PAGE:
in the Department of Romance Languages and French diction in
the Music Department.
J.J. Penna earned a Bachelor's
of Music from Harpur in 1993. He earned a doctorate in music
from the University of Michigan in 1996. He is associate professor
of voice and accompanying at Westminster Choir College and teaches
part time at Yale University. J.J. travels frequently as an
accompanist to professional musicians. Penna married fellow
voice instructor, Aurora Micu Penna, in 1998. They reside in
Franklin Park, NJ.
Jonathan Penna, who received
a B.A. in political science in 1997, also graduated from the
University of Buffalo Law School in 2001. He is an associate
at Nixon Peabody LLP in Rochester, as is his wife, Lori Stone,
whom he married last month. They live in Spencerport, NY.
Elizabeth (Penna) Clarke followed
in her mother's footsteps and majored in French, getting her
B.A. in 2000 and a Master's of Arts in Teaching (M.A.T.) from
BU in 2002. She is a French teacher at Vestal High School. In
April 2004, she married Patrick Clarke, who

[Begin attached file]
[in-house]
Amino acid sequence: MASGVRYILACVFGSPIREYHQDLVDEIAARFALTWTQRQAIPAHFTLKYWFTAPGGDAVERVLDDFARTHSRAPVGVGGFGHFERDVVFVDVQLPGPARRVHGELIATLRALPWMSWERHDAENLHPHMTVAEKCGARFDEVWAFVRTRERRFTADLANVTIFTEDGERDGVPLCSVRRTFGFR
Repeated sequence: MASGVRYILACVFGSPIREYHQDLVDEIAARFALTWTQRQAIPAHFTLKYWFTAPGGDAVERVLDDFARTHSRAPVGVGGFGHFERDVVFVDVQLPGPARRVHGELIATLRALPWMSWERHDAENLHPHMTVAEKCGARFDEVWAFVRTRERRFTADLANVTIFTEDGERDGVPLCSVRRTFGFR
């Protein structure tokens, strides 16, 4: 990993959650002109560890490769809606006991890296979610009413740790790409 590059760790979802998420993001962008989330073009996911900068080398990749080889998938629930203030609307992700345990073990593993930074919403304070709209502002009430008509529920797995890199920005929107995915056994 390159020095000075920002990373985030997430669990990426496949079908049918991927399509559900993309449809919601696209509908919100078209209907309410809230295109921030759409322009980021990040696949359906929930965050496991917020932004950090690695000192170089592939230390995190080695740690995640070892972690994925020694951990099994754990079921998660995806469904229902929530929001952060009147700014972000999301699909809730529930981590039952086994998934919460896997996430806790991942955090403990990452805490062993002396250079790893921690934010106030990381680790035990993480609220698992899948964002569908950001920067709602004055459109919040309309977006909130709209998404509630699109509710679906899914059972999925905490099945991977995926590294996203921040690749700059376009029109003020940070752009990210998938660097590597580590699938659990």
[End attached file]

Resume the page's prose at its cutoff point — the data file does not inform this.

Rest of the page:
graduated with a double major in history and Latin American
and Caribbean area studies in 2000 and earned an M.A. in History
in 2001 and an M.A.T. in 2002. He teaches Social Studies at
Susquehanna Valley High School. The Clarkes live in Binghamton.
Patrick's mom, Linda Clarke, received a B.S.
in human development in 2002.
"Each one of us had somewhat different reasons,"
Swoffer-Penna said of her family members' decisions to attend
Harpur, "but it's an amazing education for very little
money. It was the right choice for all of us."
For more alumni legacy stories, check out the
11, 2001 Alumni Connect. Want to share your story?
Write to firstname.lastname@example.org.